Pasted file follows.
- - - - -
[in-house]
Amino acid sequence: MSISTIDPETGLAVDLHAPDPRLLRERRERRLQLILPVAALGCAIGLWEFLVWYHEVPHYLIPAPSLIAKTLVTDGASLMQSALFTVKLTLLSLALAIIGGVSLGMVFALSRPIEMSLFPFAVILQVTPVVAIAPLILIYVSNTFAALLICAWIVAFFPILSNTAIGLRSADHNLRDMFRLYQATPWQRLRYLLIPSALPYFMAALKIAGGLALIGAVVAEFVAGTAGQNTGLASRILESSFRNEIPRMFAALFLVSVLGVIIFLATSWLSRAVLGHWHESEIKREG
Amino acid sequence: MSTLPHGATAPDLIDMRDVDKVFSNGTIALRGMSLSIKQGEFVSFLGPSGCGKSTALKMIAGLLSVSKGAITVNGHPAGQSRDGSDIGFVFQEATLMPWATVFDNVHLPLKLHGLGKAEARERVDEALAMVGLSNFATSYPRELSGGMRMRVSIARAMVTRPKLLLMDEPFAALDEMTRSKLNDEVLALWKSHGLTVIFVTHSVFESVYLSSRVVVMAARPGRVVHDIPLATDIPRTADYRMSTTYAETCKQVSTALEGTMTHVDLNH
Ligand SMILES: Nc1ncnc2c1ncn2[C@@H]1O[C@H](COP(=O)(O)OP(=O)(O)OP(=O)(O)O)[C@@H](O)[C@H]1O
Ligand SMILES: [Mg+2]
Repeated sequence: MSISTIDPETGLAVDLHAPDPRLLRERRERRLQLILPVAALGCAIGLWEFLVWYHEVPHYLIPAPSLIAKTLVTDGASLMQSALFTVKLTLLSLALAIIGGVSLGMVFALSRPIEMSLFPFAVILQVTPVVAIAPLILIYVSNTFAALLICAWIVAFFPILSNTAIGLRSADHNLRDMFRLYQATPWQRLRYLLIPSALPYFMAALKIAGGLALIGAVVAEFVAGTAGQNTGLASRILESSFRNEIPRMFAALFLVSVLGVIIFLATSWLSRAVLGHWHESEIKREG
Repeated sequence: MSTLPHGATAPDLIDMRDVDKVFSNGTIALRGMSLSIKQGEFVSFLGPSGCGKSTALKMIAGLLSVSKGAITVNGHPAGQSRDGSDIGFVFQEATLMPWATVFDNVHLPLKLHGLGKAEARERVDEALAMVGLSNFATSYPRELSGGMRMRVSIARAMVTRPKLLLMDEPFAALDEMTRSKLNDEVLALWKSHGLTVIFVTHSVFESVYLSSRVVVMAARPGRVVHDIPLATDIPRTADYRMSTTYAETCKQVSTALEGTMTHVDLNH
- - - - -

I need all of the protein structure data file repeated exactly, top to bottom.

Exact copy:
[in-house]
Amino acid sequence: MSISTIDPETGLAVDLHAPDPRLLRERRERRLQLILPVAALGCAIGLWEFLVWYHEVPHYLIPAPSLIAKTLVTDGASLMQSALFTVKLTLLSLALAIIGGVSLGMVFALSRPIEMSLFPFAVILQVTPVVAIAPLILIYVSNTFAALLICAWIVAFFPILSNTAIGLRSADHNLRDMFRLYQATPWQRLRYLLIPSALPYFMAALKIAGGLALIGAVVAEFVAGTAGQNTGLASRILESSFRNEIPRMFAALFLVSVLGVIIFLATSWLSRAVLGHWHESEIKREG
Amino acid sequence: MSTLPHGATAPDLIDMRDVDKVFSNGTIALRGMSLSIKQGEFVSFLGPSGCGKSTALKMIAGLLSVSKGAITVNGHPAGQSRDGSDIGFVFQEATLMPWATVFDNVHLPLKLHGLGKAEARERVDEALAMVGLSNFATSYPRELSGGMRMRVSIARAMVTRPKLLLMDEPFAALDEMTRSKLNDEVLALWKSHGLTVIFVTHSVFESVYLSSRVVVMAARPGRVVHDIPLATDIPRTADYRMSTTYAETCKQVSTALEGTMTHVDLNH
Ligand SMILES: Nc1ncnc2c1ncn2[C@@H]1O[C@H](COP(=O)(O)OP(=O)(O)OP(=O)(O)O)[C@@H](O)[C@H]1O
Ligand SMILES: [Mg+2]
Repeated sequence: MSISTIDPETGLAVDLHAPDPRLLRERRERRLQLILPVAALGCAIGLWEFLVWYHEVPHYLIPAPSLIAKTLVTDGASLMQSALFTVKLTLLSLALAIIGGVSLGMVFALSRPIEMSLFPFAVILQVTPVVAIAPLILIYVSNTFAALLICAWIVAFFPILSNTAIGLRSADHNLRDMFRLYQATPWQRLRYLLIPSALPYFMAALKIAGGLALIGAVVAEFVAGTAGQNTGLASRILESSFRNEIPRMFAALFLVSVLGVIIFLATSWLSRAVLGHWHESEIKREG
Repeated sequence: MSTLPHGATAPDLIDMRDVDKVFSNGTIALRGMSLSIKQGEFVSFLGPSGCGKSTALKMIAGLLSVSKGAITVNGHPAGQSRDGSDIGFVFQEATLMPWATVFDNVHLPLKLHGLGKAEARERVDEALAMVGLSNFATSYPRELSGGMRMRVSIARAMVTRPKLLLMDEPFAALDEMTRSKLNDEVLALWKSHGLTVIFVTHSVFESVYLSSRVVVMAARPGRVVHDIPLATDIPRTADYRMSTTYAETCKQVSTALEGTMTHVDLNH